Melinda Sordino busted an end-of-summer party by calling the cops. Now her old friends won't talk to her, and people she doesn't even know hate her from a distance. The safest place to be is alone, inside her own head. But even that's not safe. Because there's something she's trying not to think about, something about the night of the party that, if she let it in, would blow her carefully constructed disguise to smithereens. And then she would have to speak the truth. This extraordinary first novel has captured the imaginations of teenagers and adults across the country.
I have this thing where I underestimate some of the best books I read, while overestimating some of the worst ones at the same time. It's a trend.
I didn't exactly have a good impression of this book when I began reading it. It wasn't something I had chosen- simply one that had been assigned to me in school because I had read all the other ones. Watching a trailer beforehand where Kristen Stewart was the main character wasn't exactly encouraging towards my expectations towards these books, so when I began this book, I wasn't expecting much. As usual.
It was a bit slow, to begin with- Melinda's inner dialogue, while appropriately snarky and sarcastic, took a while to get used to. She objectifies people, placing even her old best friends into terribly annoying cliches at first, but this just makes space for character development, and you come to sympathy with Melinda as you understand her situation fully. It is frustrating to see her progress than regress at times, but altogether she made a flawed yet likable main character.
Melinda's only one side of the story, though. The way the author dealt with the rape and specifically, it's mental effects masterfully. Much of this regressing in character development stemmed from this, and in a YA time where apparently 'rape is not that bad and can be sexy!' people lack understanding in just exactly how traumatizing something like that can be. This is one thing I have to commend Laurie Halse Anderson on. The way she dealt with Melinda was, while at times painful to read, very realistic and authentic in reality.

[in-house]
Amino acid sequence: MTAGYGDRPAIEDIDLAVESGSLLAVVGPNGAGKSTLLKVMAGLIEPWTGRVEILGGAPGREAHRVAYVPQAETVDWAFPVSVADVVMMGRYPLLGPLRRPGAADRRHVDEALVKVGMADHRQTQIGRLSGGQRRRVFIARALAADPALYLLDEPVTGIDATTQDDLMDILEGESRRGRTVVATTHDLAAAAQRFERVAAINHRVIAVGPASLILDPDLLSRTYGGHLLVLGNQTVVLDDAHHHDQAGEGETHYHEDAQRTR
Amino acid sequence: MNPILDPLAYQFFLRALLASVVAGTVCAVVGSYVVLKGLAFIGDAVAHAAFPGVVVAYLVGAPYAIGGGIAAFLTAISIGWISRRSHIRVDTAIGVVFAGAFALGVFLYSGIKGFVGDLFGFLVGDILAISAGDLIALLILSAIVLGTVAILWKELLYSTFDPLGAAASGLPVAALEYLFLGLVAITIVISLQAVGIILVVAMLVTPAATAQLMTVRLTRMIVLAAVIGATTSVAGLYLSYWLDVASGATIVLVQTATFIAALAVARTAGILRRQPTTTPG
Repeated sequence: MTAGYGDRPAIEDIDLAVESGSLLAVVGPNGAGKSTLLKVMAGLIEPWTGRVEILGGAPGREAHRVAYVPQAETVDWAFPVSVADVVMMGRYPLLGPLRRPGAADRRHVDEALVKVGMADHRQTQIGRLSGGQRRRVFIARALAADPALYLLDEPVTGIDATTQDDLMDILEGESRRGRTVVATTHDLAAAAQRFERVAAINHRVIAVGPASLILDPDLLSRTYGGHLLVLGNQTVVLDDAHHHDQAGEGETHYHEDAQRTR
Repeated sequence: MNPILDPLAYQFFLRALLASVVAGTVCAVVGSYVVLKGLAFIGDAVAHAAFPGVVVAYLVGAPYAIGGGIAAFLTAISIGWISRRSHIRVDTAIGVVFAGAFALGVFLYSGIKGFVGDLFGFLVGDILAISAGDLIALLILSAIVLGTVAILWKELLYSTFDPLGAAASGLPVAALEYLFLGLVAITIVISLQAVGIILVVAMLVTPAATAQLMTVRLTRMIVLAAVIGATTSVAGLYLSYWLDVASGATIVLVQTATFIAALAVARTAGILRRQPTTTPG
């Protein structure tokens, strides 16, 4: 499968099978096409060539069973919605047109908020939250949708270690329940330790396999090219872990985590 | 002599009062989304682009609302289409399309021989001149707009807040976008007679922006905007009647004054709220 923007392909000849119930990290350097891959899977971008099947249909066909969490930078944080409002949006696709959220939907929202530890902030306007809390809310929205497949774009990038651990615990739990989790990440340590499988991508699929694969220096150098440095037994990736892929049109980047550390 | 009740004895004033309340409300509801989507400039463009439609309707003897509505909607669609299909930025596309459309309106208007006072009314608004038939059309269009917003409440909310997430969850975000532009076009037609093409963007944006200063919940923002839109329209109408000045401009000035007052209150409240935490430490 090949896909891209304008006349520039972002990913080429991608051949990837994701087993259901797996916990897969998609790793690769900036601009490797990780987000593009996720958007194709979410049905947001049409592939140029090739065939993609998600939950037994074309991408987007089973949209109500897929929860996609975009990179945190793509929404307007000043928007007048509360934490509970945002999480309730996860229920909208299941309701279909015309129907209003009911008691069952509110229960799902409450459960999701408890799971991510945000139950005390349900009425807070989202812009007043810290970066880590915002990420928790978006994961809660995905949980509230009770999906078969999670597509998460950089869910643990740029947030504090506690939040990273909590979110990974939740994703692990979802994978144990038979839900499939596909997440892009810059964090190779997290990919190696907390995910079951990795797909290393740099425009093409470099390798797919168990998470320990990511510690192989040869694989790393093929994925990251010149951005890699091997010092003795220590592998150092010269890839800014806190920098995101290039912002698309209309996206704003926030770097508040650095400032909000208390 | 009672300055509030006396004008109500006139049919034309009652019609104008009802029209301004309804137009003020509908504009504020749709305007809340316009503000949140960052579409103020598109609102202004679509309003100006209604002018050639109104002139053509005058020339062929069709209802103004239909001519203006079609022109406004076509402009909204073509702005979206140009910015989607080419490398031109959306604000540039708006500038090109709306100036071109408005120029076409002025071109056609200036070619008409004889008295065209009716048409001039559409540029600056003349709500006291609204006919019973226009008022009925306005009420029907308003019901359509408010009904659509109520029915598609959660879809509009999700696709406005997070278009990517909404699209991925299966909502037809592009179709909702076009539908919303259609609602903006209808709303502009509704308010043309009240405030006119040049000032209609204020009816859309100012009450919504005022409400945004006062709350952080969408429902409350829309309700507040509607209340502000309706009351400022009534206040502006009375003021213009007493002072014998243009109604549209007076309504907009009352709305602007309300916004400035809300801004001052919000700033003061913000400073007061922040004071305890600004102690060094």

It's not just that one aspect, though. There are also sub-themes of neglectful parenting, looking beneath the surface in a person, bullying and how sometimes, even adults turn a blind eye. This was also very well executed by the author, and the novel ends with many unanswered issues and questions, while giving a satisfying ending.
The writing is also fantastic- bitingly funny and sarcastic, while staying true to the age of the character through Melinda's voice- naive and yet jaded at the same time. I loved the descriptions throughout the novel of very specific things- it really reflected the main character's eye for detail and talent in art.
Overall, Speak is a fantastic book which centers around the blunt and harsh issues of rape and the after effects of it. 5 stars.